Static informs the Teen Titans he’s going home, after hearing a deadly virus has infected the city of Dakota. Wonder Girl returns to New York to speak with Cyborg, while feeling insecure about her leadership role with the Titans. Cy advises Cassie to believe in herself, reassuring the heroine she’s capable of leading her Titan teammates. Meanwhile, criminals back in Dakota are attempting to intercept the supplies for the vaccine and Static is doing his best to prevent this. Not to mention, he’s investigating why the private Hollander clinics are the only places that carry the vaccine and antibiotics.
Felicia Henderson does well simplifying the script of this book, especially for fans that may have missed a few issues. This makes for a smoother and faster read. Although the arrangement of speech bubbles during the Titans exercise scene feels disorganized, the rest of the book flows nicely. The writer does a fair job intertwining Cassie’s subplot with Static’s story in Dakota, as the reader is able to see how both narratives come full circle.
Joe Bennett and Jack Jadson team up for another effectively illustrated issue. Bennett does a remarkable job at managing the space used in his panels. Sometimes he assigns several characters to a panel, and other times he’ll add close-ups to prevent white space. In the end, each page feels full and complete.
A strong example of this occurs in the Titan’s exercise scene. Here you’ll notice the heroes using various exercise equipment (Aquagirl is on the gymnastics rings, Beast Boy is riding the exercise bike, Bombshell is kicking a punching bag, and so on). Although this scene may appear typical and lackluster, I do respect Bennett’s knack for introducing a sense of cohesiveness to his pages.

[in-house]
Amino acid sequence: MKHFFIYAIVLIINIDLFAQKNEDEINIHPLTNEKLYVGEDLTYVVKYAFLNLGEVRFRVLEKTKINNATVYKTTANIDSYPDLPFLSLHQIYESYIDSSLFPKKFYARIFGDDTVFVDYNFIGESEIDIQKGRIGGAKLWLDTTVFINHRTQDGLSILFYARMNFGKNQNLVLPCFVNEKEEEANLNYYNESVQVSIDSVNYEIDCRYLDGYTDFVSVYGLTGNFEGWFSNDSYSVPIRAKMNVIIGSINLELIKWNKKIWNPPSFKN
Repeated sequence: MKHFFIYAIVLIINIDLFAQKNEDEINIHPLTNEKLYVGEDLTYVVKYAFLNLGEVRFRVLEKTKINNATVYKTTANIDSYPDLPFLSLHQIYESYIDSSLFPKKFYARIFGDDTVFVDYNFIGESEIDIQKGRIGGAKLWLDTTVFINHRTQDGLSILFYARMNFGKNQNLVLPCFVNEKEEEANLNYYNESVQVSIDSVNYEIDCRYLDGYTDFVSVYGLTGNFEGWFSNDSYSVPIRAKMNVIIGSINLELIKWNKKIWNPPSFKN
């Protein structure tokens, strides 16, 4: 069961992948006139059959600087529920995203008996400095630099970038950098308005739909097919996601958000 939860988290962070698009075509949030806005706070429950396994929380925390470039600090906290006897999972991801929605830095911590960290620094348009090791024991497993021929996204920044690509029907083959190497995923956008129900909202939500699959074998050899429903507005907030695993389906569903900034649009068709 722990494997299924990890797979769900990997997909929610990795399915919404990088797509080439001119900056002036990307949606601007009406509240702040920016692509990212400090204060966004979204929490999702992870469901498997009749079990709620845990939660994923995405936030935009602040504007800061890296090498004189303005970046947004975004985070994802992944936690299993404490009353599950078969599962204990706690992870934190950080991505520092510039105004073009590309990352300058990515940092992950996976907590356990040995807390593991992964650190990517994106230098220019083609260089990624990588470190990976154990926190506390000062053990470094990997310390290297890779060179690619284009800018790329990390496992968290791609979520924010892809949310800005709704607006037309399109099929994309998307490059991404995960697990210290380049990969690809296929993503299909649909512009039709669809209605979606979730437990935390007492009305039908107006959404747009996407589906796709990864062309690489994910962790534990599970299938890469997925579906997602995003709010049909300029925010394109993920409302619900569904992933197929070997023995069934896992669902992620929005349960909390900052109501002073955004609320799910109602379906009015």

Jadson’s neatly stroked lines lend a sophisticated and polished look to Bennett’s illustrations. In addition, Marcelo Maiolo’s use of colors is astonishing. He’s able to apply an assortment of textures to a character, or object, through his contrast of colors. His use of lighting encourages the visuals to thrive, as well.
The biggest drawback with Teen Titans is the passive reaction from Virgil’s parents, after his return home. Static disappeared from them, for quite sometime, yet the Hawkins’ neglect to force the question about his whereabouts. Instead, the family allows Static to leave their house to-and-fro, as he pleases, as if he’d been home the whole time. I was expecting to see the Hawkins’ scold Virgil, for telling them he “should’ve come back sooner.” Felicia Henderson has to demonstrate more concern from Virgil’s parents. Also, the events taking place aren’t significant enough for a fan to purchase this issue, unless you’re a diehard. Simply reading this book at your comic shop is plenty to keep you updated.
All things considered, Teen Titans #79 takes the reader on a decent adventure with respectable artwork, and straightforward storytelling. Since nothing major happens in this comic, fans may want to skip this issue.
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